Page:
I don’t mean to harp on details—well, actually yes, I do. You see, I just upgraded my 24 channels of Symphony I/O conversion to Apogee’s new Symphony Thunderbolt I/O and that is working out just fine. I swapped out the converter PCB-cards “no problem” and its Thunderbolt interfacing is proving to be stable, easy to implement and able to help decrease latency.
That’s where the details of using the new Symphony Control software come in. Symphony Control replaces last-generation Maestro software and is compatible with Apogee’s new Control hardware remote control. New features include talkback implementation (including use of your Mac’s internal mic), an effects send in the mixer(s), and an “Essentials” mini window that users can conveniently place and have access to all the typical and “essential” controls. Control of headphone output, three monitor outputs, stereo or mono inputs and clock source are all supported.
Via Control’s four virtual mixers, users can create some nicely balanced cue mixes, route them directly to analog hardware outputs, and enjoy some oh-so-close-to-zero latency: a mere 1.35 ms, using pre-DAW direct monitoring.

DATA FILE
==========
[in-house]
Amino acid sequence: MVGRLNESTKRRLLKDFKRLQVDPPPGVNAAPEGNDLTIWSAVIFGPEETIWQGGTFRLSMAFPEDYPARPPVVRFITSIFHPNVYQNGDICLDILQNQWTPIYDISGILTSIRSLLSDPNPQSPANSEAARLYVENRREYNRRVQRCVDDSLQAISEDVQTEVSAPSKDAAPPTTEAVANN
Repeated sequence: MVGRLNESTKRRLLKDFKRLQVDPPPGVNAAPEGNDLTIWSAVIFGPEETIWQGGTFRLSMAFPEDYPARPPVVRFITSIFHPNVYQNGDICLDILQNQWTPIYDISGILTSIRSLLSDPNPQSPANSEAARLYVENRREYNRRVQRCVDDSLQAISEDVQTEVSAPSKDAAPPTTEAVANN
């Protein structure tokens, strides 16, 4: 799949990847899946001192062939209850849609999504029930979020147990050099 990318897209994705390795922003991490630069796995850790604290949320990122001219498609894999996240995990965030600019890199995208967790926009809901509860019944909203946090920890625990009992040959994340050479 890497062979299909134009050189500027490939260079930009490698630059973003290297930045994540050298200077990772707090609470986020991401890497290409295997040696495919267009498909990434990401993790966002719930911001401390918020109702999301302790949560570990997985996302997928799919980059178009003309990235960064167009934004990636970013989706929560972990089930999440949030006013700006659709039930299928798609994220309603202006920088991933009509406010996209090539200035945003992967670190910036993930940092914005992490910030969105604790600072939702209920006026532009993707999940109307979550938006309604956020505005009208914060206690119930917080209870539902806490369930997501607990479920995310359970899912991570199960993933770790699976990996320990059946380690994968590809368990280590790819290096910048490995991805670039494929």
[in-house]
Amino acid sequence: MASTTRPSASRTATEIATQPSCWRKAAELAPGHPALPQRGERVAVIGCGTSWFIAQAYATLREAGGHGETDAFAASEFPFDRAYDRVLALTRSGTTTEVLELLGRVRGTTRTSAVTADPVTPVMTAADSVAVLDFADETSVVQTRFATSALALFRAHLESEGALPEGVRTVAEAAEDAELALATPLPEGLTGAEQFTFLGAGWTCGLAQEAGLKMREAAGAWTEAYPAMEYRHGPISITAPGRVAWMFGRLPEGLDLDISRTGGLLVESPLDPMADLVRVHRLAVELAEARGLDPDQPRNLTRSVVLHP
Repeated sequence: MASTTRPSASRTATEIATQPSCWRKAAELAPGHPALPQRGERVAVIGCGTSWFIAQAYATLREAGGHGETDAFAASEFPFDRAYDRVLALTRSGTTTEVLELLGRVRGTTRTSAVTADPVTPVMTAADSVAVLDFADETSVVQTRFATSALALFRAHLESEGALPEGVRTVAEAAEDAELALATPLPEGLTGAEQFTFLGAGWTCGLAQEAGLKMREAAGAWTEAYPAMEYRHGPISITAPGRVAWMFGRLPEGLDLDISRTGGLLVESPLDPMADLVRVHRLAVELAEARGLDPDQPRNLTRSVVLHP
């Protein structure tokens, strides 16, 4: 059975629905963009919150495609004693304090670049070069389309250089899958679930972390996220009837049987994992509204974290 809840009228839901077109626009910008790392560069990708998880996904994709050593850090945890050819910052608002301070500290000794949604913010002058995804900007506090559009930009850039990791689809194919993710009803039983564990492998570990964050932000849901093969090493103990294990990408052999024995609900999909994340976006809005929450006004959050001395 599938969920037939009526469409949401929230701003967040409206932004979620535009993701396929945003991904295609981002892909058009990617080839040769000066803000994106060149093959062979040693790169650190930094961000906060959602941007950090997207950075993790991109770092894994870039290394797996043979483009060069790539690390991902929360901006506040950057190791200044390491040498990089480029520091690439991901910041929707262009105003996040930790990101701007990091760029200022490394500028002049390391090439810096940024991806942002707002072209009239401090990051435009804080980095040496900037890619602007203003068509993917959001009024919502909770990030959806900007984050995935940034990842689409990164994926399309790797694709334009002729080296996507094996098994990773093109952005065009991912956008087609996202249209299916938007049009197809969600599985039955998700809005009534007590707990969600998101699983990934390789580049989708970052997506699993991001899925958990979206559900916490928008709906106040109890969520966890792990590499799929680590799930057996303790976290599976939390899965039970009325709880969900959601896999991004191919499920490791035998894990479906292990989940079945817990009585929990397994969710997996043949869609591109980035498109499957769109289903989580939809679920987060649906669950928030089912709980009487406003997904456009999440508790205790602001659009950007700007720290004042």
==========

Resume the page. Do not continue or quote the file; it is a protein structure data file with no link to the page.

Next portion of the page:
But isn’t the latency performance good enough with Thunderbolt? That depends on who you ask. I abhor any little bit of latency when tracking or overdubbing, and some (but not all) of my clients are the same way. So, I find this direct monitoring option to be much more than mere detail. It’s one thing if you know you’re going to snap to grid, but if you’re pursuing some “interacting players making musical magic” then true and responsive timing accuracy is paramount.
The software is well laid out, easy on weary eyes and simple to use with ample level control of I/O sensitivity, savable and recallable snapshots, nice metering, pans/mutes/solos on mixer channels, a scribble strip, FX sends and tremendous flexibility. Users can route their choice of direct inputs, computer playback, or a Symphony Control mixer output to any of the analog outputs.
After all is said and done, Symphony Control helps me keep the talent happier—easier than ever—and I need this kind of valuable help, even if the software is free.
Rob Tavaglione owns and operates Charlotte’s Catalyst Recording and has been a long-time Studio Contributor. twitter.com/robtavaglione